Politics or Religion? The Reformation in Perth, 1540-1570

Politics or Religion? The Reformation in Perth, 1540-1570

Politics or Religion? The Reformation in Perth, 1540-1570

Politics or Religion? The Reformation in Perth, 1540-1570

Excerpt

Recent developments in Reformation historiography have infused new life into the subject. Amongst the most exciting approaches to this topic are studies that describe the Reformation as a social or political movement and those which show the many different ways in which townspeople were drawn to the message of reform. While some studies have suggested that the Reformation altered the status of particular social groups, be they families, peasants, women, artisans or patricians, others have assigned a secondary role to religion, finding in one of the forementioned explanations a more fundamental determinant underlying the 'crisis' of the sixteenth century which turned the medieval world upside down.

Most scholars of the age would probably agree that the Reformation was not simply a religious movement. Although religion centred prominently in the upheaval, the Reformation must be viewed as multi-faceted. The Reformers themselves questioned not only such concepts as the nature of justification, authority, the sacraments and church polity, but in exposing these concepts to close scrutiny, the religious outlooks and practices of men and women were changed. As a result, new attitudes towards life in society were brought into consciousness. It may not have been the intention of the early Reformers to raise such questions, yet within their own lifetimes, people like Erasmus or Luther saw the religious reform movement move substantially beyond their initial doubts.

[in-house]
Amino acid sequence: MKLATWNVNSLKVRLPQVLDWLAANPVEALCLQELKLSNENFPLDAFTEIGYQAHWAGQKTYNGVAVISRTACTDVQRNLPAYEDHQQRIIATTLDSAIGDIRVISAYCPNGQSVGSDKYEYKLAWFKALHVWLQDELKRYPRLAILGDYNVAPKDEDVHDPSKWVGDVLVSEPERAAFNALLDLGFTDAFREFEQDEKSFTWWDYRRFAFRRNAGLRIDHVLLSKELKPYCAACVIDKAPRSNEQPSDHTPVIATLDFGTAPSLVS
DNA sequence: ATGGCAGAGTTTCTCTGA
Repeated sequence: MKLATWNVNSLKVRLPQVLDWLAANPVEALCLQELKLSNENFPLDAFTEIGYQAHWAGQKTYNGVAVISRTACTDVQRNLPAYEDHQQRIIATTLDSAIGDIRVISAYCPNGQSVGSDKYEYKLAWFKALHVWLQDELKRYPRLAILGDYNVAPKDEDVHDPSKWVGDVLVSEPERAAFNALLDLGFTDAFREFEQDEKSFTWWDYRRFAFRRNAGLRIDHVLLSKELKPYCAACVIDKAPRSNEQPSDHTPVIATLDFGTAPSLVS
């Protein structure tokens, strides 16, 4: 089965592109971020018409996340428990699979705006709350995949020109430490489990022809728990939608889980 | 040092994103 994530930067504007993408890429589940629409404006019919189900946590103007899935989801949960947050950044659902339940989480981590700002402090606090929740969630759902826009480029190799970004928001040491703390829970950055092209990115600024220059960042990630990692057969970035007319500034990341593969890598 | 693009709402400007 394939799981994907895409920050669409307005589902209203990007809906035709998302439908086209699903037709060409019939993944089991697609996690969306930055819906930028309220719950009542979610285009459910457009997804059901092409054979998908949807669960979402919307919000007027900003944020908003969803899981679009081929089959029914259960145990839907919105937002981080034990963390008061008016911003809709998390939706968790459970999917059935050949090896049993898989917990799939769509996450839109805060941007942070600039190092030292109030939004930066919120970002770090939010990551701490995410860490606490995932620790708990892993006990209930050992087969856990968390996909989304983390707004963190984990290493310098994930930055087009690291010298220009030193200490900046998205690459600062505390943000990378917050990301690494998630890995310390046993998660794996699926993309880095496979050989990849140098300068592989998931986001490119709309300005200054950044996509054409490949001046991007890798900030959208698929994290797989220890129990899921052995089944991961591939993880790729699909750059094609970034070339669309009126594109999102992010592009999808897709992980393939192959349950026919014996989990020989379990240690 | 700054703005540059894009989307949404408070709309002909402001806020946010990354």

Once having been aroused, the discussion regarding religious reform was quickly imbued with peripheral questions about the lawful rule of Christian princes and of social justice. This resulted in what has been described by Euan Cameron as a 'series of parallel movements; within each of which various sorts of people with differing perspectives combined forces', and in that 'blending … of reformers' protests and laymen's political ambitions' the essence of the Reformation is to be found.

The new vigour injected into Reformation studies dates back to 1965, when Bernd Moeller made the bold suggestion that the Reformation should be set in a historical context and should not be confined solely to theological debate. Almost a decade later Professor A. G. Dickens proposed that the Reformation was an 'urban event' touching off a plethora of 'Reformation in the Cities'

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